How competitive is it?

You may wish to amble around a course and enjoy the scenery or be competitive by going as fast as you can. It's up to you. 

Can we participate as a group?

We have many participants that do the course in small groups. They are generally newer members or small family groups. When you gain more experience you will probably prefer the challenge of completing the course by yourself.

How long are the courses?

Distances tend to increase the harder you go up the navigational scale. Typical distances for bush orienteering events are:

  • Very Easy 1.5-2.5 km
  • Easy 2.0-3.0 km
  • Moderate Short 2.5-3.0 km
  • Moderate Long 3.5-4.0 km
  • Hard Short 3.0-3.5 km
  • Hard Medium 3.5-5.5 km
  • Hard Long 5.0-8.0 km

How long will it take me?

Typical times for most competitors are between 45 and 75 minutes but can vary greatly. An experience junior running a 1.5 km course could complete it in as little as 15 minutes while others walking around harder courses can take up to 2 hours. (Course closure is 1pm. Please be sure to abandon your course, return to the start and report in by 1pm.)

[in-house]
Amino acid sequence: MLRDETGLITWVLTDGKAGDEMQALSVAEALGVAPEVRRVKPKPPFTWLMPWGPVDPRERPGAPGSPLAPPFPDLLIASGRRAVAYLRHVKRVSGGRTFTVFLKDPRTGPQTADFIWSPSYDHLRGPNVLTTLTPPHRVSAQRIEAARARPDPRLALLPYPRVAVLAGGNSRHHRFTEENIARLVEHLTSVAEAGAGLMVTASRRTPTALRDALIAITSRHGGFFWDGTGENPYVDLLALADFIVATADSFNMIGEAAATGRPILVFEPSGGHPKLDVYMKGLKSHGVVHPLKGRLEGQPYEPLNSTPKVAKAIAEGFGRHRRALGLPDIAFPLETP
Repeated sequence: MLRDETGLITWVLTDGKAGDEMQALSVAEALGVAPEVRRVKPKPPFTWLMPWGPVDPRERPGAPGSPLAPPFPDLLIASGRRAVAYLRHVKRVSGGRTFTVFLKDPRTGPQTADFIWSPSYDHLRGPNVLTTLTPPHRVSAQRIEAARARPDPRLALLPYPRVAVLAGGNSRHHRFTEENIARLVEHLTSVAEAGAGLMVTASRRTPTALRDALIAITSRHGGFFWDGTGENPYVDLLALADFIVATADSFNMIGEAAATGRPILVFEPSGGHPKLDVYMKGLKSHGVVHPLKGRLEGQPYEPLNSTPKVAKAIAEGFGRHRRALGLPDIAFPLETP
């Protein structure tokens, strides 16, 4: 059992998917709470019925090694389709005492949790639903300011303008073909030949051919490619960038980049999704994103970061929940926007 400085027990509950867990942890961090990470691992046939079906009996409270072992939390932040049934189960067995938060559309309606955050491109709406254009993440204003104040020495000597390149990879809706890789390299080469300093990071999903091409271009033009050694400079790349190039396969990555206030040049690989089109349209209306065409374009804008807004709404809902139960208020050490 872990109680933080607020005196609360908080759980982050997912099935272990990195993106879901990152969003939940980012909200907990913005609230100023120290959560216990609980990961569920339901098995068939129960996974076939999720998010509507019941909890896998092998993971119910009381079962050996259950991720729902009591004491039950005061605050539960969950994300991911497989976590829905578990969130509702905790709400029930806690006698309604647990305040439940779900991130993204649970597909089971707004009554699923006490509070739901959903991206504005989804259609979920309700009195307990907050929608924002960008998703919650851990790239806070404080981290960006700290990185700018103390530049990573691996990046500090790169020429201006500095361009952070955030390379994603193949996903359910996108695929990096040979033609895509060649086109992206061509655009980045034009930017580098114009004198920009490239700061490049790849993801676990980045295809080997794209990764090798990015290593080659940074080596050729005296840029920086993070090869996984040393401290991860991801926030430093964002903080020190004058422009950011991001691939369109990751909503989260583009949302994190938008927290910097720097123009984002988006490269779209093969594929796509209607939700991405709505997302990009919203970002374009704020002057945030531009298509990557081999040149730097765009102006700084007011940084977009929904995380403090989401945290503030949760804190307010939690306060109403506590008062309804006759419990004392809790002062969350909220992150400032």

Do I need to be a member?

Non-members are welcome. We understand that orienteering may not suit everyone so we encourage you to try a couple of events before joining.

What are the fees?

Click here for current fees

What should I wear/bring?

Comfortable walking or jogging shoes with good grip are recommended. Running gear such as a tee shirt and shorts is OK for Very Easy or Easy courses. Loose trousers, tights or shorts and long socks are recommended for leg protection on courses that venture off the tracks. Think about bringing a hat or cap and/or sunscreen. If you have a compass you may wish to bring it but do not buy one as the one you purchase may not be suitable. Bring your water bottle for hydrating before and after. In warmer weather you may want to carry water with you on your course.

Where do I buy a map?